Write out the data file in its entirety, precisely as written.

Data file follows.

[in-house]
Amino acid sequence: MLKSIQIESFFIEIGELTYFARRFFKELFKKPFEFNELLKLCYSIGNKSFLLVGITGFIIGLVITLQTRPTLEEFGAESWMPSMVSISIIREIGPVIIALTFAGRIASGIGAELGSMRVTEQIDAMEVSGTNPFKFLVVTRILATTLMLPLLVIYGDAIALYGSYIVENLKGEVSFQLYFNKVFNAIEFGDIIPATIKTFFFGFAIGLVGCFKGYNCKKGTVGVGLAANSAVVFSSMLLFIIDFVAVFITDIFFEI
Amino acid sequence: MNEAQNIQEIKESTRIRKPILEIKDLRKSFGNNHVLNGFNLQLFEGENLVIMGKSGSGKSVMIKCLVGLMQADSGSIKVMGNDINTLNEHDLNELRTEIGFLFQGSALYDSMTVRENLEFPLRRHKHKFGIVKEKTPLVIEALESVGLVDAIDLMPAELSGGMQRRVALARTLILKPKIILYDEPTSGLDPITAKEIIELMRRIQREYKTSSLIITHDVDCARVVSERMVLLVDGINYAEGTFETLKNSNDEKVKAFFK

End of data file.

[in-house]
Amino acid sequence: MLKSIQIESFFIEIGELTYFARRFFKELFKKPFEFNELLKLCYSIGNKSFLLVGITGFIIGLVITLQTRPTLEEFGAESWMPSMVSISIIREIGPVIIALTFAGRIASGIGAELGSMRVTEQIDAMEVSGTNPFKFLVVTRILATTLMLPLLVIYGDAIALYGSYIVENLKGEVSFQLYFNKVFNAIEFGDIIPATIKTFFFGFAIGLVGCFKGYNCKKGTVGVGLAANSAVVFSSMLLFIIDFVAVFITDIFFEI
Amino acid sequence: MNEAQNIQEIKESTRIRKPILEIKDLRKSFGNNHVLNGFNLQLFEGENLVIMGKSGSGKSVMIKCLVGLMQADSGSIKVMGNDINTLNEHDLNELRTEIGFLFQGSALYDSMTVRENLEFPLRRHKHKFGIVKEKTPLVIEALESVGLVDAIDLMPAELSGGMQRRVALARTLILKPKIILYDEPTSGLDPITAKEIIELMRRIQREYKTSSLIITHDVDCARVVSERMVLLVDGINYAEGTFETLKNSNDEKVKAFFK